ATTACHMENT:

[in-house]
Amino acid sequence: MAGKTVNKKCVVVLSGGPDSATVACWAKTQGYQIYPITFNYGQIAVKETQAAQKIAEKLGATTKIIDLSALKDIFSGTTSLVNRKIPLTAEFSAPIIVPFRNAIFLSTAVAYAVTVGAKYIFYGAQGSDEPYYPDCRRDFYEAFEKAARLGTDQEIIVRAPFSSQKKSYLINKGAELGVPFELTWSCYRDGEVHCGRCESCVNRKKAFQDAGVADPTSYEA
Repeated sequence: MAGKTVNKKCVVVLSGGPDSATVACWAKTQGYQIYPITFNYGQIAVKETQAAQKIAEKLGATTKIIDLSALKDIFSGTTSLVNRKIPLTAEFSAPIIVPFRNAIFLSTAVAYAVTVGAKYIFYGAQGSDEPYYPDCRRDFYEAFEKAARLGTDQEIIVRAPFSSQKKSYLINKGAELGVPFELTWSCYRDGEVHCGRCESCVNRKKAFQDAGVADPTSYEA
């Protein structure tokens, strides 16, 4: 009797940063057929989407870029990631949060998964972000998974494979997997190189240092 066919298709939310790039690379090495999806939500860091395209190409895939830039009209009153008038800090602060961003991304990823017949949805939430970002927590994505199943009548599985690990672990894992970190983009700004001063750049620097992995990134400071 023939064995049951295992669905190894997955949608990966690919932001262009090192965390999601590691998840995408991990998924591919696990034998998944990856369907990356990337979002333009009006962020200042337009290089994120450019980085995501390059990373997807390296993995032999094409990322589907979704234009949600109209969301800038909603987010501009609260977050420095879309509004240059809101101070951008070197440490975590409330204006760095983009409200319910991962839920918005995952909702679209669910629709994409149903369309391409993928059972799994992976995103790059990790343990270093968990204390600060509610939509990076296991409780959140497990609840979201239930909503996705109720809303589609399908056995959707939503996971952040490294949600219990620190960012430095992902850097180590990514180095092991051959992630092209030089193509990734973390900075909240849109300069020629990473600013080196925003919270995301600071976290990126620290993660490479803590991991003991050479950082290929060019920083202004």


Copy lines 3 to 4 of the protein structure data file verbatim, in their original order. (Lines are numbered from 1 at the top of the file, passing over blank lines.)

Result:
Repeated sequence: MAGKTVNKKCVVVLSGGPDSATVACWAKTQGYQIYPITFNYGQIAVKETQAAQKIAEKLGATTKIIDLSALKDIFSGTTSLVNRKIPLTAEFSAPIIVPFRNAIFLSTAVAYAVTVGAKYIFYGAQGSDEPYYPDCRRDFYEAFEKAARLGTDQEIIVRAPFSSQKKSYLINKGAELGVPFELTWSCYRDGEVHCGRCESCVNRKKAFQDAGVADPTSYEA
């Protein structure tokens, strides 16, 4: 009797940063057929989407870029990631949060998964972000998974494979997997190189240092 066919298709939310790039690379090495999806939500860091395209190409895939830039009209009153008038800090602060961003991304990823017949949805939430970002927590994505199943009548599985690990672990894992970190983009700004001063750049620097992995990134400071 023939064995049951295992669905190894997955949608990966690919932001262009090192965390999601590691998840995408991990998924591919696990034998998944990856369907990356990337979002333009009006962020200042337009290089994120450019980085995501390059990373997807390296993995032999094409990322589907979704234009949600109209969301800038909603987010501009609260977050420095879309509004240059809101101070951008070197440490975590409330204006760095983009409200319910991962839920918005995952909702679209669910629709994409149903369309391409993928059972799994992976995103790059990790343990270093968990204390600060509610939509990076296991409780959140497990609840979201239930909503996705109720809303589609399908056995959707939503996971952040490294949600219990620190960012430095992902850097180590990514180095092991051959992630092209030089193509990734973390900075909240849109300069020629990473600013080196925003919270995301600071976290990126620290993660490479803590991991003991050479950082290929060019920083202004």